Red pulp

From Wikipedia, the free encyclopedia
Jump to: navigation, search
Red pulp
Transverse section of a portion of the spleen. (Spleen pulp labeled at lower right.)
Illu spleen.jpg
Latin pulpa splenica
FMA 15844
Anatomical terminology

The red pulp of the spleen is composed of connective tissue known as the cords of Billroth and many splenic sinuses that are engorged with blood, giving it a red color.[1][2] Its primary function is to filter the blood of antigens, microorganisms, and defective or worn-out red blood cells.[3]

The spleen is made of red pulp and white pulp, separated by the marginal zone; 76-79% of a normal spleen is red pulp.[4] Unlike white pulp, which mainly contains lymphocytes such as T cells, red pulp is made up of several different types of blood cells, including platelets, granulocytes, red blood cells, and plasma.[1]


The splenic sinuses of the spleen, also known as sinusoids, are wide vessels that drain into trabecular veins. Gaps in the endothelium lining the sinusoids mechanically filter blood cells as they enter the spleen. Worn-out or abnormal red cells attempting to squeeze through the narrow intercellular spaces become badly damaged, and are subsequently devoured by macrophages in the red pulp.[5] In addition to aged red blood cells, the sinusoids also filter out particles that could clutter up the bloodstream, such as nuclear remnants, platelets, or denatured hemoglobin.

Cells found in red pulp[edit]

Red pulp consists of a dense network of fine reticular fiber, continuous with those of the splenic trabeculae, to which are applied flat, branching cells. The meshes of the reticulum are filled with blood:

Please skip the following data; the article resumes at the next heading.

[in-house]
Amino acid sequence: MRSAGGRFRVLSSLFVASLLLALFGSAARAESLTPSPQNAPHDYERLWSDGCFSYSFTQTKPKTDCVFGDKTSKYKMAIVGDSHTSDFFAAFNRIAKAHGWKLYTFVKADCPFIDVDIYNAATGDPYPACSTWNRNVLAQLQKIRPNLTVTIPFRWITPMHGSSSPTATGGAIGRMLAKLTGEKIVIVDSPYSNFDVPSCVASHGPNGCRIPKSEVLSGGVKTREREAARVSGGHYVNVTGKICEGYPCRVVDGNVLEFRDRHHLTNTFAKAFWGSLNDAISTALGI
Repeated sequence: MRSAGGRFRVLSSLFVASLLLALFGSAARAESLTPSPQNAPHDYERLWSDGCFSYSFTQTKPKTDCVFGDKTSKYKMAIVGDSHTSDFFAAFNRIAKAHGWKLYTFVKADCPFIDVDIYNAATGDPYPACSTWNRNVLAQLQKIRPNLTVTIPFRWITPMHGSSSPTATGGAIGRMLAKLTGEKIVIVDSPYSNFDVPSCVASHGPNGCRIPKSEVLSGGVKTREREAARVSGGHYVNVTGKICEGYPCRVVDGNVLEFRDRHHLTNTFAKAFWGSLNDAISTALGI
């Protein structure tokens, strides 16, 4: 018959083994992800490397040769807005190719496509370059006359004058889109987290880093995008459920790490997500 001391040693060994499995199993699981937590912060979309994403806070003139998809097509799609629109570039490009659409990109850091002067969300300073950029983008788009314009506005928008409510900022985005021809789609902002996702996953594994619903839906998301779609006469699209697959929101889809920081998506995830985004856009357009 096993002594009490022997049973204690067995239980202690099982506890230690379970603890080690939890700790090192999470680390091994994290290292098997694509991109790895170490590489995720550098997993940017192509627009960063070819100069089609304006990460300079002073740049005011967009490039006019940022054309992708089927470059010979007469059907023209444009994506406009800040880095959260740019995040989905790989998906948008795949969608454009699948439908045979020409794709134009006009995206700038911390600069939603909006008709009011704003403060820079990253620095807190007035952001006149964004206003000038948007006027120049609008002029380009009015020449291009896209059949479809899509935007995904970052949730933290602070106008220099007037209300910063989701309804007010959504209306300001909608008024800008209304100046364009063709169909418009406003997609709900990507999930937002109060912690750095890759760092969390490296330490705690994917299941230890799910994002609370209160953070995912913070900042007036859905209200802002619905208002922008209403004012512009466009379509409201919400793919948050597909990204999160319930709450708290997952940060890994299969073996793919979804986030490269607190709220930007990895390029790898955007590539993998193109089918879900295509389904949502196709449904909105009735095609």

• White corpuscles are found to be in larger proportion than they are in ordinary blood.
  • Large rounded cells, termed splenic cells, are also seen; these are capable of ameboid movement, and often contain pigment and red-blood corpuscles in their interior.
  • The cells of the reticulum each possess a round or oval nucleus, and like the splenic cells, they may contain pigment granules in their cytoplasm; they do not stain deeply with carmine, and in this respect differ from the cells of the Malpighian corpuscles.
  • In the young spleen, macrophages may also be found, each containing numerous nuclei or one compound nucleus.
  • Nucleated red-blood corpuscles have also been found in the spleen of young animals.


In lymphoid leukemia, the white pulp of the spleen hypertrophies and the red pulp shrinks.[4] In some cases the white pulp can swell to 50% of the total volume of the spleen.[6] In myeloid leukemia, the white pulp atrophies and the red pulp expands.[4]


This article incorporates text in the public domain from the 20th edition of Gray's Anatomy (1918)

  1. ^ a b Luiz Carlos Junqueira and José Carneiro (2005). Basic histology: text & atlas. McGraw-Hill Professional. pp. 274–277. ISBN 0-07-144091-7. 
  2. ^ Michael Schuenke, Erik Schulte, Udo Schumacher, Lawrence M. Ross, Edward D. Lamperti (2006). Atlas of anatomy: neck and internal organs. Thieme. p. 219. ISBN 1-58890-360-5. 
  3. ^ Victor P. Eroschenko, Mariano S. H. di Fiore (2008). Di Fiore's atlas of histology with functional correlations. Lippincott Williams & Wilkins. p. 208. ISBN 0-7817-7057-2. 
  4. ^ a b c Carl Pochedly, Richard H. Sills, Allen D. Schwartz (1989). Disorders of the spleen: pathophysiology and management. Informa Health Care. pp. 7–15. ISBN 0-8247-7933-9. 
  5. ^ Cormack, David H. (2001). Essential histology. Lippincott Williams & Wilkins. pp. 169–170. ISBN 0-7817-1668-3. 
  6. ^ Jan Klein, Václav Hořejší (1997). Immunology. Wiley-Blackwell. p. 30. ISBN 0-632-05468-9. 

External links[edit]